The recently published 2011 Demandbase B2B Website Demand Generation Survey Results highlighted these findings from its survey of 100 B2B marketing and IT professionals:
- Corporate website ranks as the #1 online source of new leads for businesses, second overall only to personal referrals
- The corporate website is not performing to its maximum lead generation potential, as reported by 80 percent of overall respondents
- Businesses see the most room for improvement in tracking unidentified site visitors and generating new sales leads from the companies reviewing their website
- The single most important performance indicator for website effectiveness is the quality of the leads generated
- The major challenge in website analytics is not the data itself, but the ability to act on the data
But what I found most interesting was what their data revealed but they didn’t highlight: 2 dirty secrets of content marketing.
To highlight these conclusions, I converted Demandbase’s data into graphics.
Dirty Secret 1: Social Media marketing isn’t succeeding for most B2B marketing companies
Demandbase reported 90% of their respondents use content marketing and most of those (71% overall) use social media tactics, but only 22% rate the social media tactics as effective. Stated another way: half the companies relying on content marketing don’t find social media tactics as helpful.
Does this surprise you? All of the case studies we see from marketing automation vendors makes is sound like anyone and everyone should be successful at social marketing. That’s why investors are on the case of every entrepreneur I meet to do better with social media.
So what’s up? Are so many B2B marketers incompetent at this new-fangled toolset? I don’t believe so. As I wrote in Why Your B2B Social Media Marketing Results May Disappoint, the ecosystem around B2B marketing automation is radically different from that most B2B companies operate in.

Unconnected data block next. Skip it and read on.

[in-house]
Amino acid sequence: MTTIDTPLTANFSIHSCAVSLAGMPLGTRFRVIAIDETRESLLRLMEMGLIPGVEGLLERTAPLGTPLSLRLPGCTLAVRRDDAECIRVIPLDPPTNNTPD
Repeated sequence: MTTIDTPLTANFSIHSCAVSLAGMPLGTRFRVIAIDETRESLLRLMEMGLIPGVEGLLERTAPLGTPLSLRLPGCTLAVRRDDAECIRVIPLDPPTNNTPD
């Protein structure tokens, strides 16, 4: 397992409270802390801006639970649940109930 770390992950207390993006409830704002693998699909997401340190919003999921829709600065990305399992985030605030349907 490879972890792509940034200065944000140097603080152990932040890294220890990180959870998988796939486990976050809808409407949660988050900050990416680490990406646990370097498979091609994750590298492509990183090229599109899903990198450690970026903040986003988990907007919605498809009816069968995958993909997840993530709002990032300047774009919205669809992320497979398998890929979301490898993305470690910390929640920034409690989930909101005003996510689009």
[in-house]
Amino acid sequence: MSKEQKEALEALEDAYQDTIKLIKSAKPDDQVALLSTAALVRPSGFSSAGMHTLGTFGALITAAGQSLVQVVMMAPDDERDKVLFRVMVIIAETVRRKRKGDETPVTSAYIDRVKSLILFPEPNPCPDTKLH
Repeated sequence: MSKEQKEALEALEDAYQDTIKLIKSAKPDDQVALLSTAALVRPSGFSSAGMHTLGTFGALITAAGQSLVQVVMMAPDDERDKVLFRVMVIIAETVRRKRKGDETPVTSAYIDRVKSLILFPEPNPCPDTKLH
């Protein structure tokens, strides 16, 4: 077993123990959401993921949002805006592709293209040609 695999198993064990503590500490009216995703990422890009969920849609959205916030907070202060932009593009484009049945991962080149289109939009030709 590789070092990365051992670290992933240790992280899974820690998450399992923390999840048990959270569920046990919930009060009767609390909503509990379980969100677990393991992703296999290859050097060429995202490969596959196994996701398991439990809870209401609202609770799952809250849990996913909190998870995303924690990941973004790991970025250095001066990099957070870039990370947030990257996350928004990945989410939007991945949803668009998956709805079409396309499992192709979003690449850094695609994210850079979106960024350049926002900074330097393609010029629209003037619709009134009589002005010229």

Dirty Secret 2: Successful content marketing requires you spend up to 4 – 5 times more on distribution than on content creation
This chart shows how much companies pay for distribution as a multiple of what they spend on content creation by company size. So a company of less than 10 employees spending $5,000 on creating a whitepaper, is likely spending $7,500 on distribution. Companies with big budgets – companies with over 1,000 employees, are likely to spend close to 5 times as much on distribution as on content creation.
This reinforces the point that relying too heavily on “free” social media marketing to help spread your content – if you’re not in the marketing automation space – is a dangerous gamble.
Vendors may find it more profitable to pay TechTarget to promote content or MarketingProfs to air their webinar than hope their social media followers will effectively promote and pass on great content. I’ve seen great content promoted by people with 20,000 twitter followers get little notice.
Free is always seductive but in the case of content marketing, paid seems to pay off better. You shouldn’t stop commenting on blogs or optimizing web content for prime keywords. All these things help improve your SEO ranking. But don’t lose sight of the goal to get the valuable content you invested in to spread beyond your current prospect contact list. Look for opportunities to spend a little more to get the word out.
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